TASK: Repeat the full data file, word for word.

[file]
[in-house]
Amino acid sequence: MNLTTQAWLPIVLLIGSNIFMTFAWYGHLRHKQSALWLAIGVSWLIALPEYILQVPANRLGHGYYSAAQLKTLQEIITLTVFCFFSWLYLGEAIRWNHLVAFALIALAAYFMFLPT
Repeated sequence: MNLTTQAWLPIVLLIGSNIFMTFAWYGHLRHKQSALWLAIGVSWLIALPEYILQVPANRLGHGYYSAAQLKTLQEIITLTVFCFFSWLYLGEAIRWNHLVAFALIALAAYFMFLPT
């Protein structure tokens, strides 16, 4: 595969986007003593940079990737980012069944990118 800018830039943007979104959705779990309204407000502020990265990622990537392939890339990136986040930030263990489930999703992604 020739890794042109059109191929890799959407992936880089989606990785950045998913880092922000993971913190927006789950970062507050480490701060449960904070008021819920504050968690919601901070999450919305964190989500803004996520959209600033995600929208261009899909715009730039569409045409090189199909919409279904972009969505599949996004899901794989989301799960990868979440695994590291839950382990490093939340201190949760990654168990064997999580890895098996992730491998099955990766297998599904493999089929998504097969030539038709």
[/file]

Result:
[in-house]
Amino acid sequence: MNLTTQAWLPIVLLIGSNIFMTFAWYGHLRHKQSALWLAIGVSWLIALPEYILQVPANRLGHGYYSAAQLKTLQEIITLTVFCFFSWLYLGEAIRWNHLVAFALIALAAYFMFLPT
Repeated sequence: MNLTTQAWLPIVLLIGSNIFMTFAWYGHLRHKQSALWLAIGVSWLIALPEYILQVPANRLGHGYYSAAQLKTLQEIITLTVFCFFSWLYLGEAIRWNHLVAFALIALAAYFMFLPT
């Protein structure tokens, strides 16, 4: 595969986007003593940079990737980012069944990118 800018830039943007979104959705779990309204407000502020990265990622990537392939890339990136986040930030263990489930999703992604 020739890794042109059109191929890799959407992936880089989606990785950045998913880092922000993971913190927006789950970062507050480490701060449960904070008021819920504050968690919601901070999450919305964190989500803004996520959209600033995600929208261009899909715009730039569409045409090189199909919409279904972009969505599949996004899901794989989301799960990868979440695994590291839950382990490093939340201190949760990654168990064997999580890895098996992730491998099955990766297998599904493999089929998504097969030539038709």